To clean, just let it pass under running water. This unit works easily on hard cheeses, lemons, and hard chocolates. If you like a unit that works best as a zester, then the Deiss PRO may be your perfect choice.
Paddle and rasp graters are ideal for efficiently zesting citrus and grating spices, ginger, and hard cheese. This one’s durable construction and wide plane performed far better than any other one we tried.
If you simply want a tool for citrus zest, spices, ginger, and hard cheeses like Parmesan, get the Microplane Professional Series Fine Grater. The razor-sharp teeth take off just the right amount of zest, while the wide plane makes quick work of a block of hard cheese. Its heavy-duty, nearly all-metal construction makes it durable, and its slim shape fits easily into a drawer or utensil holder.
Why you should trust me
Before becoming an editor at Wirecutter, I worked in the food industry—with stints in a restaurant kitchen, cookware retail, and chocolate making. I was previously the managing editor of the print quarterly The Art of Eating and have written for that magazine Saveur, Condé Nast Traveler, Feast, Jamie, and Tasting Table, among other publications.
The Mac + Cheese Cookbook ; Tara Marchionna and Alistair Bramley, who at the time we spoke to them were product designers at Smart Design. Marchionna and Bramley have designed graters as well as many other tools and gadgets for OXO and other companies.
A dull grater is the kind of thing you might be able to ignore for a while, but a sharp one will make grating noticeably easier and faster.
How we picked and tested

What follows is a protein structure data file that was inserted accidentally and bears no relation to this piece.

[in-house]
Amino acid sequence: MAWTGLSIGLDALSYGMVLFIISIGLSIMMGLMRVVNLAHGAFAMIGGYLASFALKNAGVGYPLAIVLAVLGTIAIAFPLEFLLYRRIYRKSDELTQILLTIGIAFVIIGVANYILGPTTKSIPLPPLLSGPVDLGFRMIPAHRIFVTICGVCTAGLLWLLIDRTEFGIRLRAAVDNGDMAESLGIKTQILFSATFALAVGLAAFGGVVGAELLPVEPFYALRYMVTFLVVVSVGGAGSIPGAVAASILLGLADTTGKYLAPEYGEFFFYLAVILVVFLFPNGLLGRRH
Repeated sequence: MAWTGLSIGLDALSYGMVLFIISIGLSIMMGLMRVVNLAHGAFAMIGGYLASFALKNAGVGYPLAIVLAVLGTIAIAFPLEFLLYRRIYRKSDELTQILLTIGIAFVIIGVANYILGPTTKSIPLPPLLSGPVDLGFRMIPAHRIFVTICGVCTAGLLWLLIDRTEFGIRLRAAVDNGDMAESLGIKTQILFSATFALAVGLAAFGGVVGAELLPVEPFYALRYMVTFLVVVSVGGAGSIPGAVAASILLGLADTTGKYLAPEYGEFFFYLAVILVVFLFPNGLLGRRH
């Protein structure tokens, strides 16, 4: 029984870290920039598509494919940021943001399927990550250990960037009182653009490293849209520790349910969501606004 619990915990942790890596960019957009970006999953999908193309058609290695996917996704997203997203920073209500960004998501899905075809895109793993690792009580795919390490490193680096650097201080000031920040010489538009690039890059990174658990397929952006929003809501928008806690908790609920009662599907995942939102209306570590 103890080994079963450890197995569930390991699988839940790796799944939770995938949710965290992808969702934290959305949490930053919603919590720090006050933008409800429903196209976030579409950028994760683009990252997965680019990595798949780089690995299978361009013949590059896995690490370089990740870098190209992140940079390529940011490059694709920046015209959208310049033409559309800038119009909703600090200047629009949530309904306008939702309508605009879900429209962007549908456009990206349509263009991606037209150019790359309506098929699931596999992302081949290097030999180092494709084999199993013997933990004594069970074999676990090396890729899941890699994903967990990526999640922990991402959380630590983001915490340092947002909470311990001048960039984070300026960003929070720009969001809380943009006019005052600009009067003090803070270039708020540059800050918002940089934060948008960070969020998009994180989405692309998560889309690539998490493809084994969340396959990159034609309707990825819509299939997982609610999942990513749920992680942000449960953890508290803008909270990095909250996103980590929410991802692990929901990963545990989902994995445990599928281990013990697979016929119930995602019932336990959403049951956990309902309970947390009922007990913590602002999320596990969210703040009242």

A grater consists of a flat or slightly curved steel surface with holes, which are made either by stamping or etching or a combination of the two. In stamping, the holes are mechanically punched out of a steel sheet, and the side of the hole that protrudes catches the food and forces it against the edge to shear it apart. For etching, a chemical process is used to corrode thinner, more flexible sheets to create very sharp, fine teeth that catch and shave off pieces of the food.
The OXO Good Grips Zester on the left has etched teeth, while the OXO Medium Grater on the right has stamped holes.
Pecorino shredded by a variety of box and rasp graters.
On the surface, etched teeth may seem preferable to stamped holes because they can be made sharper, but there are trade-offs. America’s Test Kitchen points out in its grater review (subscription required) that the more rigid surfaces of stamped models produce thick, uniform shreds, while the super-sharp teeth of etched graters snag food easily, but bend against dense vegetables, creating less contact and producing shorter, paper-thin shreds.
Flaws but not dealbreakers
The one thing the Cuisipro is not good at is grating mozzarella (despite what ATK says)— which, to be fair, very few other graters can do well. In our testing, nearly all graters caused the cheese to crumble and shear off in chunks. Because the Cuisipro’s teeth are so sharp, you can’t really force smaller chunks through the holes unless you’re wearing a cut glove to protect your fingers.
The Värdefull’s bidirectional holes.
The slide-in container works well enough at limiting mess, which is especially pronounced without it, since it has no sides. You still need to grate over a plate or board because some gratings will fall from the front of the plate. Gratings also tend to collect in the divot that forms the pull-out handle—a small inconvenience, but not a huge deal.
Lemon zest produced from rasp graters.